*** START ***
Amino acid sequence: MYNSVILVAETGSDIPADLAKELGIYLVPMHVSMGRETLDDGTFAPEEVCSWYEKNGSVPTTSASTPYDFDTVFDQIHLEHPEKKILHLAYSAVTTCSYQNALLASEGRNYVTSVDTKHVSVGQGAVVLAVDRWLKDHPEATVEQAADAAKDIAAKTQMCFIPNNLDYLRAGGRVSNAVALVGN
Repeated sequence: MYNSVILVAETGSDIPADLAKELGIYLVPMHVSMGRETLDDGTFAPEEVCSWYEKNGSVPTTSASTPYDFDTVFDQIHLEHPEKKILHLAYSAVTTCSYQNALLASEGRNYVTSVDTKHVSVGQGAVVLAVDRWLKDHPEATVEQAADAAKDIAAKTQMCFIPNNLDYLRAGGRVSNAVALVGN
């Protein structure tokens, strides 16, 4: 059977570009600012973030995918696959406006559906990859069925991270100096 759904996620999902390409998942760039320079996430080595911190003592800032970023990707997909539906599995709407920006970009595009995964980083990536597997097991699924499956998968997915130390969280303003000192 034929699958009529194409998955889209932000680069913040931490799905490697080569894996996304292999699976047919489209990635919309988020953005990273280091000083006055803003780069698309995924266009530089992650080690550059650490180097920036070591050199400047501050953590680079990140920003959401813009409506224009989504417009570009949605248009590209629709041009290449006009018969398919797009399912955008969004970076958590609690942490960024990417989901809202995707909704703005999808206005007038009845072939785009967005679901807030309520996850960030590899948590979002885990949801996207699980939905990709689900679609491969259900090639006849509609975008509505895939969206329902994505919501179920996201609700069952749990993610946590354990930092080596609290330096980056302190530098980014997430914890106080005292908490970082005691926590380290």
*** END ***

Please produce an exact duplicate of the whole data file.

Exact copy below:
Amino acid sequence: MYNSVILVAETGSDIPADLAKELGIYLVPMHVSMGRETLDDGTFAPEEVCSWYEKNGSVPTTSASTPYDFDTVFDQIHLEHPEKKILHLAYSAVTTCSYQNALLASEGRNYVTSVDTKHVSVGQGAVVLAVDRWLKDHPEATVEQAADAAKDIAAKTQMCFIPNNLDYLRAGGRVSNAVALVGN
Repeated sequence: MYNSVILVAETGSDIPADLAKELGIYLVPMHVSMGRETLDDGTFAPEEVCSWYEKNGSVPTTSASTPYDFDTVFDQIHLEHPEKKILHLAYSAVTTCSYQNALLASEGRNYVTSVDTKHVSVGQGAVVLAVDRWLKDHPEATVEQAADAAKDIAAKTQMCFIPNNLDYLRAGGRVSNAVALVGN
């Protein structure tokens, strides 16, 4: 059977570009600012973030995918696959406006559906990859069925991270100096 759904996620999902390409998942760039320079996430080595911190003592800032970023990707997909539906599995709407920006970009595009995964980083990536597997097991699924499956998968997915130390969280303003000192 034929699958009529194409998955889209932000680069913040931490799905490697080569894996996304292999699976047919489209990635919309988020953005990273280091000083006055803003780069698309995924266009530089992650080690550059650490180097920036070591050199400047501050953590680079990140920003959401813009409506224009989504417009570009949605248009590209629709041009290449006009018969398919797009399912955008969004970076958590609690942490960024990417989901809202995707909704703005999808206005007038009845072939785009967005679901807030309520996850960030590899948590979002885990949801996207699980939905990709689900679609491969259900090639006849509609975008509505895939969206329902994505919501179920996201609700069952749990993610946590354990930092080596609290330096980056302190530098980014997430914890106080005292908490970082005691926590380290």